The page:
House in Akashi, Hyogo Prefecture, Arbol, 2019. Photo by Yasunori Shimomura

The Japanese interior bringing timber into the 21st century

Once seen as a product of the past, now wooden homes are among the most fashionable, explains our new book

The story of modern Japanese interior design is a tale of two materials. Reinforced concrete remains a relatively new thing in this country’s domestic architecture, with one particularly sturdy landmark helping to popularise the stuff, as Mihoko Iida, executive features editor of Vogue Japan, explains in her new book, Japanese Interiors.

“The original Imperial Hotel in Tokyo, designed by American architect Frank Lloyd Wright, survived the Great Kanto Earthquake of 1923 largely due to Wright’s innovative use of concrete,” she explains.

Later, during the postwar era, concrete became an ever-more important symbol of resilience and prosperity, explains the author, “as well as a vehicle to promote Japan’s speedy recovery to the rest of the world.”

In contrast, traditional timber houses – once the most popular form of home in Japan – fell from favour during these years. “The term mokuzo, which literally means ‘made of wood,’ became shorthand for shabby dwellings,” our author writes.

However, fashions change over time and today many in Japan prefer timber interiors, rather than concrete housing. Why? “First, in 2021 Japan entered its third decade of economic stagnation, and wood became cheaper than concrete,” writes Iida. “Second, global warming and other environmental concerns regarding the use of concrete - which has been proven to increase indoor temperatures due to the so-called heat island effect, leading to the heavy usage of air-conditioning and increased carbon emissions - has revived both the popularity and necessity of using wood in buildings.”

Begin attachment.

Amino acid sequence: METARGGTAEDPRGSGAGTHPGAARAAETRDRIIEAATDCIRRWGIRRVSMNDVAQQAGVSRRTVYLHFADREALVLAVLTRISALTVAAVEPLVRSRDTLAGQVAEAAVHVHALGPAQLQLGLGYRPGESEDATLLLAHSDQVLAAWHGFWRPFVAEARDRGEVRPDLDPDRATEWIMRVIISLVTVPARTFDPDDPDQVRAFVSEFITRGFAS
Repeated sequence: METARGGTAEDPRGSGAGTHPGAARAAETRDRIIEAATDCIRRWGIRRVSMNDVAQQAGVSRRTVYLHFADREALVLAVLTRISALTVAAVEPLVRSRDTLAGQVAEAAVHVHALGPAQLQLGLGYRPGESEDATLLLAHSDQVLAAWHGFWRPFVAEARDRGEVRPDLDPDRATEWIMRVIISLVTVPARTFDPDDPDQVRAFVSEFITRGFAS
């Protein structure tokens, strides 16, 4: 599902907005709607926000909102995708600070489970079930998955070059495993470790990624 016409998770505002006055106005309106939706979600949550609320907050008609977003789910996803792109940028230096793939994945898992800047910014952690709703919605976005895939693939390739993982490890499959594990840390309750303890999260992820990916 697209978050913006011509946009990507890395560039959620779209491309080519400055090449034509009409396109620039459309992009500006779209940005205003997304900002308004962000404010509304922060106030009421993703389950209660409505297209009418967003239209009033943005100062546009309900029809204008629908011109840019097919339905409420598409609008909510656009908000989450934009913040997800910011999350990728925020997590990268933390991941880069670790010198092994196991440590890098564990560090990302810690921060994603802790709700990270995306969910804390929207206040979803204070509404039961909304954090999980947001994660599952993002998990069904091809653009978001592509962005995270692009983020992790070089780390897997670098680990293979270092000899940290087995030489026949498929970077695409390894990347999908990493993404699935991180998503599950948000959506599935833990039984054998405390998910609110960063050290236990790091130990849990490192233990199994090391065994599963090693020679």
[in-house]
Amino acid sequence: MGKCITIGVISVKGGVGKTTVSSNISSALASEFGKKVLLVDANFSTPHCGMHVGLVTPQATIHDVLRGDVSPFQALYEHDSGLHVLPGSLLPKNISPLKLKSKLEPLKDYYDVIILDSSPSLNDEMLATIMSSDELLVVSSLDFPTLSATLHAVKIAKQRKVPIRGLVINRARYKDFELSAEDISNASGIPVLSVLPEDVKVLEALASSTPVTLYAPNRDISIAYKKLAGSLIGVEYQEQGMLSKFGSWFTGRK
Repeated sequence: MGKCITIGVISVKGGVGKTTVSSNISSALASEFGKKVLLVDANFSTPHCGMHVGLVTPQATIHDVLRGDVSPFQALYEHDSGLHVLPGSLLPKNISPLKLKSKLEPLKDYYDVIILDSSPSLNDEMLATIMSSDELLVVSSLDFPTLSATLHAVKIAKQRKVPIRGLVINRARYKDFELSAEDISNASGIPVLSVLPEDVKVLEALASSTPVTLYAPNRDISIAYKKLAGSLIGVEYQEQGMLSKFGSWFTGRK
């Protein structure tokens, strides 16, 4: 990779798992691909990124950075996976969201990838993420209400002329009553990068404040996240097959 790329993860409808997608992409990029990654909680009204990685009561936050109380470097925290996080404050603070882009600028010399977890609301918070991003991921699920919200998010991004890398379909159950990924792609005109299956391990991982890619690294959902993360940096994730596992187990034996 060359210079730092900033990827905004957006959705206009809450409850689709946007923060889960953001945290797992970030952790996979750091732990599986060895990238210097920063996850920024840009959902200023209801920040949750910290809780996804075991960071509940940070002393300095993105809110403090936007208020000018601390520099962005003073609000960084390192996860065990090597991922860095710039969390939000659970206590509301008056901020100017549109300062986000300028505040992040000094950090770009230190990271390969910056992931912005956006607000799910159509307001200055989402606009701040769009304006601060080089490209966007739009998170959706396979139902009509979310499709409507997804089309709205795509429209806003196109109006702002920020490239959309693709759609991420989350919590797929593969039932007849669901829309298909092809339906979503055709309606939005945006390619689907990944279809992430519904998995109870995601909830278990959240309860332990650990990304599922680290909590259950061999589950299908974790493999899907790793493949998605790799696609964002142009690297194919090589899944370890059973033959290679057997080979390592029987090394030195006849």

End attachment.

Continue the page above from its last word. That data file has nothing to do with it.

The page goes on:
By way of example, the author includes a house in Akashi, Hyogo Prefecture, near Kobe, in southern Japan. This place was built in 2019, and from the outside looks like a bare wooden box. “Step inside, however, and another world unfolds—with a flowing network of light-flooded interior spaces wrapped around three peaceful interior courtyards,” writes Iida.

The house was created by Arbol, an Osaka-based studio specialising in nature-based architecture, explains the author. “Fuelling the design concept was a simple desire to harmonise elements of nature - from wind flow and sunlight angles to seasonal plants - with the lifestyle of the family residing there. A warm minimalism infuses the entire house, starting with the exterior, with its clean vertical lines of shifting shades of natural timber,” she goes on.

Pages from Japanese Interiors

“Stepping up into the warm wooden interior - an aromatic medley of light Japanese hinoki cypress, cedar, and spruce woods - the space flows into an airy kitchen and dining area overlooking a second courtyard, with sliding glass providing an invisible boundary,” the author writes. “The far end is home to bedrooms plus a third interior courtyard garden, carefully positioned to maximise sunlight, provide green views, and, on a more practical note, create a space for drying laundry.”

There is a little concrete in this home too, though the Arbol has managed to meet modern domestic demands with good, old wood. For example, you may be able to make out the thin vertical slits in the wooden facade, which provide natural ventilation throughout this house. “With all these elements collectively deepening the residents’ daily connection to nature,” concludes Iida. And in 21st century Japan (and elsewhere) that’s something many home owners desire.

The Japanese Interior that brings timber into the 21st century

Japanese Interiors

To see more pictures of this interior, as well as many others, order a copy of Japanese Interiors here.